Lemon tree aficionados take notice! Can anything be yummier than lemon bars, lemon curd, and refreshing homemade lemonade? Meyer lemons are prized because they are sweeter, juicier, less acidic, and completely edible (even the peel).
Some of my Quail Creek neighbors grow Meyer lemon trees and kindly share their plentiful harvest. I wanted to learn more about the “chef’s lemon” (Citrus x meyeri). Like most citrus, Meyer lemons originated in China. Frank Meyer, a renowned plant explorer for the U.S. Department of Agriculture, introduced them to the United States in 1908, when he brought home a fruiting tree. Scientists believe this yellow-orange round fruit is a genetic cross between a lemon or citron and a mandarin orange. There are standard and grafted dwarf varieties, growing from 6 to 12 feet tall, with fragrant white flowers and some thorny branches. Although, the Improved Meyer lemon tree is nearly thornless.
This hybrid citrus was popular until the 1940s when a virus named tristeza, meaning sadness in Portuguese, infected the trees. Growers feared it would spread to all citrus, so the Meyer lemon was banned in the United States until 1970, when a new virus-free version was developed. This lemon doesn’t store or ship well, hence they’re difficult to find but easy to grow. They thrive in amended, or even poor, soil with a moderate amount of water. Presently, there’s just a few commercial growers in California. To enhance the flavor and juice, leave ripe lemons on the tree for up to three months until ready to use. Now’s the time you may find some in our local stores. Enjoy this totally edible, magical citrus fruit.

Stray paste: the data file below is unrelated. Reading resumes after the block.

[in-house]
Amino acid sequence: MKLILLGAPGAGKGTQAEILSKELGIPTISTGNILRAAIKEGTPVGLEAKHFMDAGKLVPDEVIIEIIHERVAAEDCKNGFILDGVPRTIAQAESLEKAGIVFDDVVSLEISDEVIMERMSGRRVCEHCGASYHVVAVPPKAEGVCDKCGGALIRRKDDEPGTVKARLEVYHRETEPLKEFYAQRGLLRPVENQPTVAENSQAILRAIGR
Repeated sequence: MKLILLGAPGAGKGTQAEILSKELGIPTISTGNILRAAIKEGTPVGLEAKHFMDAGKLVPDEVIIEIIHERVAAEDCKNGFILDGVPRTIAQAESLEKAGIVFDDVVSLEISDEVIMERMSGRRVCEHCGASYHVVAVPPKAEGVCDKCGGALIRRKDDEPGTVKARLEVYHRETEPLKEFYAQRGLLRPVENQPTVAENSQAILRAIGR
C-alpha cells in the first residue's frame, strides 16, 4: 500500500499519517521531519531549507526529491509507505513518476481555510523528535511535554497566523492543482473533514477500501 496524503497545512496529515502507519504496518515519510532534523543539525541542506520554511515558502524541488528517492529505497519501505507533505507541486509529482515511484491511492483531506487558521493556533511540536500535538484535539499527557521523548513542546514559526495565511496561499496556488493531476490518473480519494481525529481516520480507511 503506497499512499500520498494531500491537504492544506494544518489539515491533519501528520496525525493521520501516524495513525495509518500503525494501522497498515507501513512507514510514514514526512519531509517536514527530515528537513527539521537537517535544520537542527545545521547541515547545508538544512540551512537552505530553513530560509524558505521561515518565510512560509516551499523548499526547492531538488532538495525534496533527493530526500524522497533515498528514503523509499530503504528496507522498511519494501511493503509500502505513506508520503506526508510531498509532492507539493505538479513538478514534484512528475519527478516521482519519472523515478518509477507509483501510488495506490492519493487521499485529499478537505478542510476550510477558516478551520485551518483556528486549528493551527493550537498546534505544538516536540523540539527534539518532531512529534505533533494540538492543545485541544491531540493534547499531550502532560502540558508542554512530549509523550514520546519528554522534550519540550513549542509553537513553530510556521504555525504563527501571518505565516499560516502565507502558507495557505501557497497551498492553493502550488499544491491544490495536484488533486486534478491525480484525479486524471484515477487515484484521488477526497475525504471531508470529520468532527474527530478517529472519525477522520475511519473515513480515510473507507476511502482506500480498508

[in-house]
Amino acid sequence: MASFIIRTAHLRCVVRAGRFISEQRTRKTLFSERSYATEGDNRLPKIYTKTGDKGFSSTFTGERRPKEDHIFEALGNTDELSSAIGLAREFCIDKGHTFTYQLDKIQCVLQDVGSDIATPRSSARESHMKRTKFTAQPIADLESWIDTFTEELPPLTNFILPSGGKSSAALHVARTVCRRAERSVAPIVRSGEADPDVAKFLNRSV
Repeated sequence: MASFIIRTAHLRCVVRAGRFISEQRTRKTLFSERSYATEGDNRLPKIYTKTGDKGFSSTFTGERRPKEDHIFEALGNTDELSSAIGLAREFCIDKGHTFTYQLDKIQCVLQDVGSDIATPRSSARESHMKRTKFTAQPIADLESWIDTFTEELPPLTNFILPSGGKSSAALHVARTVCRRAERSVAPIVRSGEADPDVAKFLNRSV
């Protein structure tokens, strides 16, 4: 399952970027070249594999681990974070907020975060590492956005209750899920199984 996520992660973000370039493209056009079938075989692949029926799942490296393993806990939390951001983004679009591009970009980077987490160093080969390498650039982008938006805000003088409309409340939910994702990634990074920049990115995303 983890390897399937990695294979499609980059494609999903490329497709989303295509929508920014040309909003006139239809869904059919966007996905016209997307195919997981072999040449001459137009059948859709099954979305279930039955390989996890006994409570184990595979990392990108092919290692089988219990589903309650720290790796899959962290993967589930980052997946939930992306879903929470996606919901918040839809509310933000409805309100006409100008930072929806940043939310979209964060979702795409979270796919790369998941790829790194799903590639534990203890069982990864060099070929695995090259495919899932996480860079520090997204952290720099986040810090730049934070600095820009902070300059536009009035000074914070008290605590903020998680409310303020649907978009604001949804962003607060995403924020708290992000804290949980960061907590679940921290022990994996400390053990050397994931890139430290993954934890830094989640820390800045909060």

Attention Master Gardener wannabes: Next August, The University of Arizona Cooperative Extension will be offering an eighteen-week Zoom course to become a certified Master Gardener. Classes will be three hours long on Tuesdays, and the cost is $200. The actual starting date and more information will follow in the coming months.